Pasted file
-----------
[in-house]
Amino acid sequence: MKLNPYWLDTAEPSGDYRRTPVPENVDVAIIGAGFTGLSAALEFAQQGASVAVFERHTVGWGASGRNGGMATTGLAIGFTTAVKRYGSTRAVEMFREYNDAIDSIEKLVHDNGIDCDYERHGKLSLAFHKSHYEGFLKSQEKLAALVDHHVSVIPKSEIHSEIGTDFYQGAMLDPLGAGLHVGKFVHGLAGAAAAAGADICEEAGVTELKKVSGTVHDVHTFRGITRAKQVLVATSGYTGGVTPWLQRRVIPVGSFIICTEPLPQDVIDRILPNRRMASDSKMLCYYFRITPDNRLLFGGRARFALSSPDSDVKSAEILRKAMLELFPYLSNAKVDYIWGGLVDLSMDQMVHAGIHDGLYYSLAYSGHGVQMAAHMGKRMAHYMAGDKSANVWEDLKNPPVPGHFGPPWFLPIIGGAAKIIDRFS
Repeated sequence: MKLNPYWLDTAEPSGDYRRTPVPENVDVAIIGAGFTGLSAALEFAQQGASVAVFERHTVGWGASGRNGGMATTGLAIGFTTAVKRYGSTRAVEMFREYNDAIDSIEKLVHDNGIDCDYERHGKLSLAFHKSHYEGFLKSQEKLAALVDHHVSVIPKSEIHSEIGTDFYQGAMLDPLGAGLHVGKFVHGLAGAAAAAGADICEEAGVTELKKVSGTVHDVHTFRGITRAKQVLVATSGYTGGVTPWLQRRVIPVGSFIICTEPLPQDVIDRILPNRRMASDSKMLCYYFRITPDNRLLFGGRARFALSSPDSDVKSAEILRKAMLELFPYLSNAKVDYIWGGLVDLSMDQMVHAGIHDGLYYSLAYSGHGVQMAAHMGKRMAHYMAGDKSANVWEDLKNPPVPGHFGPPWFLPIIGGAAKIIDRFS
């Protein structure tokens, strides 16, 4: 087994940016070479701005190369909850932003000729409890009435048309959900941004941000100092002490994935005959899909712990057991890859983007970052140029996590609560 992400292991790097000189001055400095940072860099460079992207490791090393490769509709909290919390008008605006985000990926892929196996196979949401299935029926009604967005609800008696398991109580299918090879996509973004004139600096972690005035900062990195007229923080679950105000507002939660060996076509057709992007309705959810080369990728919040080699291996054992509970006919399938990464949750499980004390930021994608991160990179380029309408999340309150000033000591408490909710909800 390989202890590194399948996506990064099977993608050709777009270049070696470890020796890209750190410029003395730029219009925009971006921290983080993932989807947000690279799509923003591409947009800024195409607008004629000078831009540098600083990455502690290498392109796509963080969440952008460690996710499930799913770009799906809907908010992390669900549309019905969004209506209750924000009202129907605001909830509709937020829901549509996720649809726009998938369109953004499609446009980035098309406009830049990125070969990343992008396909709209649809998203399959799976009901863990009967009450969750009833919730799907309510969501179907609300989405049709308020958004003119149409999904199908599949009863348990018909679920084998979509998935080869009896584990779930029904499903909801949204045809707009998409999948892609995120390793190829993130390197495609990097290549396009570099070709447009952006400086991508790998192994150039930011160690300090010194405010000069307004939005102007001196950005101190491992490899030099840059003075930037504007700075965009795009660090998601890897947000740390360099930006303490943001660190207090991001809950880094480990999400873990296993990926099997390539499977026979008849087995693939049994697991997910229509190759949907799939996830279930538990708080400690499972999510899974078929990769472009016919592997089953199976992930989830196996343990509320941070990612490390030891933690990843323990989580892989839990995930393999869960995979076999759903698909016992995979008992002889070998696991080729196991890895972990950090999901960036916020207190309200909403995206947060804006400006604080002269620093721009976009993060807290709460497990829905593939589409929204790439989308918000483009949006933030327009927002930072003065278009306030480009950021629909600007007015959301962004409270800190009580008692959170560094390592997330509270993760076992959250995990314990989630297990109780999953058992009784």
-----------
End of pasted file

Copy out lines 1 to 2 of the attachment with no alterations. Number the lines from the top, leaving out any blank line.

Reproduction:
[in-house]
Amino acid sequence: MKLNPYWLDTAEPSGDYRRTPVPENVDVAIIGAGFTGLSAALEFAQQGASVAVFERHTVGWGASGRNGGMATTGLAIGFTTAVKRYGSTRAVEMFREYNDAIDSIEKLVHDNGIDCDYERHGKLSLAFHKSHYEGFLKSQEKLAALVDHHVSVIPKSEIHSEIGTDFYQGAMLDPLGAGLHVGKFVHGLAGAAAAAGADICEEAGVTELKKVSGTVHDVHTFRGITRAKQVLVATSGYTGGVTPWLQRRVIPVGSFIICTEPLPQDVIDRILPNRRMASDSKMLCYYFRITPDNRLLFGGRARFALSSPDSDVKSAEILRKAMLELFPYLSNAKVDYIWGGLVDLSMDQMVHAGIHDGLYYSLAYSGHGVQMAAHMGKRMAHYMAGDKSANVWEDLKNPPVPGHFGPPWFLPIIGGAAKIIDRFS